I'm trying to convert a .mov to a .gif and I'm not having success.

Here's the error:

ffmpeg -pix_fmt rgb24 -i yesbuddy.mov output.gif
ffmpeg version 0.11.1 Copyright (c) 2000-2012 the FFmpeg developers
  built on Jun 12 2012 17:47:34 with clang 2.1 (tags/Apple/clang-163.7.1)
  configuration: --prefix=/usr/local/Cellar/ffmpeg/0.11.1 --enable-shared --enable-gpl --enable-version3 --enable-nonfree --enable-hardcoded-tables --enable-libfreetype --cc=/usr/bin/clang --enable-libx264 --enable-libfaac --enable-libmp3lame --enable-librtmp --enable-libtheora --enable-libvorbis --enable-libvpx --enable-libxvid --enable-libopencore-amrnb --enable-libopencore-amrwb --enable-libass --enable-libvo-aacenc --disable-ffplay
  libavutil      51. 54.100 / 51. 54.100
  libavcodec     54. 23.100 / 54. 23.100
  libavformat    54.  6.100 / 54.  6.100
  libavdevice    54.  0.100 / 54.  0.100
  libavfilter     2. 77.100 /  2. 77.100
  libswscale      2.  1.100 /  2.  1.100
  libswresample   0. 15.100 /  0. 15.100
  libpostproc    52.  0.100 / 52.  0.100
Option pixel_format not found.

If I leave out the -pix_fmt rgb24 part it complains. Thoughts on how to fix?

  • 2
    FYI, There is an excellent solution for high quality conversions given here. – ryanjdillon Mar 28 '14 at 13:37

The order of command line arguments matters. This command line should work but will generate a giant file:

ffmpeg -i yesbuddy.mov -pix_fmt rgb24 output.gif

Note that you probably want to reduce the frame rate and size when you convert, as well as specify a start time and duration. You probably do not want to convert the entire file at its original resolution and frame rate.

ffmpeg -ss 00:00:00.000 -i yesbuddy.mov -pix_fmt rgb24 -r 10 -s 320x240 -t 00:00:10.000 output.gif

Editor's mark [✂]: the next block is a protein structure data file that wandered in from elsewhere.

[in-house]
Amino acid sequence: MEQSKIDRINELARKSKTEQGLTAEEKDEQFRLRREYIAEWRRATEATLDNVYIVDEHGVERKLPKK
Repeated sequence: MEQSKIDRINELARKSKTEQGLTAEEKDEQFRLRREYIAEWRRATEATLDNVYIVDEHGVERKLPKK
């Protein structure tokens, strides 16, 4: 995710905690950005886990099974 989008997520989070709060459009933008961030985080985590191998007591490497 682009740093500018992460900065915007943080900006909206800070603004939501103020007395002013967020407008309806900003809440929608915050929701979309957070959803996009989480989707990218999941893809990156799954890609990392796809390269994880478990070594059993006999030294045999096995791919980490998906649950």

The file size will still be huge. You may be able to use ImageMagick's GIF optimizer to reduce the size:

convert -layers Optimize output.gif output_optimized.gif
  • 3
    Awesome answer, thanks :) GIF is a crazy format... the original .mov was 250k, the converted .gif from ffmpeg was 8mb, and the convert-optimized version was an astounding 10k! Impressive! – TooTallNate Jan 22 '13 at 1:37
  • 17
    ffmpeg complains about the pixel format, and switches from rgb24 to pal8; should the command in the answer be updated? – user1071136 Mar 17 '14 at 20:39
  • 6
    Incompatible pixel format 'rgb24' for codec 'gif' – highmaintenance Jul 18 '14 at 10:15
  • 1
    @Andy auto-fixed to rgb8 in my version of ffmpeg. – James Campbell Sep 6 '17 at 22:46
  • how to do in Android? – Ajay Shrestha Nov 3 '17 at 23:18

After converting:

ffmpeg -i input.mp4 input.gif 

Try optimize frames:

convert input.gif -verbose -coalesce -layers OptimizeFrame input_optframe.gif

And use gifsicle to make final optimization:

gifsicle -O2 input_optframe.gif -o optimized.gif

Got 6.8mb GIF from 12.2mb video with almost the same quality!

  • 3
    Mind explaining how these steps work and what they are doing? – Raystafarian Nov 5 '14 at 19:31

I made a tool that bundles FFmpeg, ImageMagick and giflossy into a single easy to use command line program that you can install in one line: https://github.com/vvo/gifify

I recommend anyone willing to turn videos => GIF to use it instead of trying to spend a lot of time browsing 3 documentation websites to understand how to resize the GIF or change the start/end time.

  • 1
    And if you have Docker running on your machine, just do an alias like so: alias gifify='docker run -it --rm -v $(pwd):/data maxogden/gifify' then use it gifify screencast.mkv -o screencast.gif --resize 800:-1 – sabbour May 28 '18 at 6:38
ffmpeg -y -i input.mp4 -f image2pipe -vcodec ppm - | convert -delay 2 -loop 0 -layers Optimize - gif:- | gifsicle -d 3 -O3 -o optimized.gif

first use ffmpeg to convert mp4 file to images via pipe then use imagemagick to compress it to gif at last optimized it with gifsicle

I don't know why using gifscicle directly won't work.

or you can make the gif smaller by this

convert -dither none -matte -depth 8 -deconstruct -layers optimizePlus -colors 32 in.gif out.gif

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